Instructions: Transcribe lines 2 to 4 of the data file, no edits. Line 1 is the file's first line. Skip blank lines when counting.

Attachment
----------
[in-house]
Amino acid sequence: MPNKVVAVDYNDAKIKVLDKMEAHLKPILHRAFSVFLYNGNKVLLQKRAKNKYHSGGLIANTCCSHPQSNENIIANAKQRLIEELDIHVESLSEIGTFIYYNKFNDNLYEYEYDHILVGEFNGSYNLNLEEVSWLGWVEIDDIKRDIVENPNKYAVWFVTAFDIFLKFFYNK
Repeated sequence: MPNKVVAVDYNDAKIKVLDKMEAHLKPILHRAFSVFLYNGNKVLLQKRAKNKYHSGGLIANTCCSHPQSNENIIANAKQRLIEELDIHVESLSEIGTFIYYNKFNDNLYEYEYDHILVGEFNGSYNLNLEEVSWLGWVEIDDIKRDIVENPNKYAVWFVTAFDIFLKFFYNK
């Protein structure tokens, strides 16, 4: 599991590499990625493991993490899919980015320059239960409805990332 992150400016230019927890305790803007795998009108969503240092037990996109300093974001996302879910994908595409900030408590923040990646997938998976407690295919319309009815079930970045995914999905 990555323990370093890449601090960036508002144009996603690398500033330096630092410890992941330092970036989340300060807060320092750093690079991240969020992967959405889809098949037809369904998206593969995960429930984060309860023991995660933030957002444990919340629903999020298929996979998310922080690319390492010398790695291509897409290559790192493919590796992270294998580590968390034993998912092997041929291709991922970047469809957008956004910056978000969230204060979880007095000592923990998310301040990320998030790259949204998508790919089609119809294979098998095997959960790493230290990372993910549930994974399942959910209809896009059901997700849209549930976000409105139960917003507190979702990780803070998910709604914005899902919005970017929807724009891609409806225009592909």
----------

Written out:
Amino acid sequence: MPNKVVAVDYNDAKIKVLDKMEAHLKPILHRAFSVFLYNGNKVLLQKRAKNKYHSGGLIANTCCSHPQSNENIIANAKQRLIEELDIHVESLSEIGTFIYYNKFNDNLYEYEYDHILVGEFNGSYNLNLEEVSWLGWVEIDDIKRDIVENPNKYAVWFVTAFDIFLKFFYNK
Repeated sequence: MPNKVVAVDYNDAKIKVLDKMEAHLKPILHRAFSVFLYNGNKVLLQKRAKNKYHSGGLIANTCCSHPQSNENIIANAKQRLIEELDIHVESLSEIGTFIYYNKFNDNLYEYEYDHILVGEFNGSYNLNLEEVSWLGWVEIDDIKRDIVENPNKYAVWFVTAFDIFLKFFYNK
């Protein structure tokens, strides 16, 4: 599991590499990625493991993490899919980015320059239960409805990332 992150400016230019927890305790803007795998009108969503240092037990996109300093974001996302879910994908595409900030408590923040990646997938998976407690295919319309009815079930970045995914999905 990555323990370093890449601090960036508002144009996603690398500033330096630092410890992941330092970036989340300060807060320092750093690079991240969020992967959405889809098949037809369904998206593969995960429930984060309860023991995660933030957002444990919340629903999020298929996979998310922080690319390492010398790695291509897409290559790192493919590796992270294998580590968390034993998912092997041929291709991922970047469809957008956004910056978000969230204060979880007095000592923990998310301040990320998030790259949204998508790919089609119809294979098998095997959960790493230290990372993910549930994974399942959910209809896009059901997700849209549930976000409105139960917003507190979702990780803070998910709604914005899902919005970017929807724009891609409806225009592909």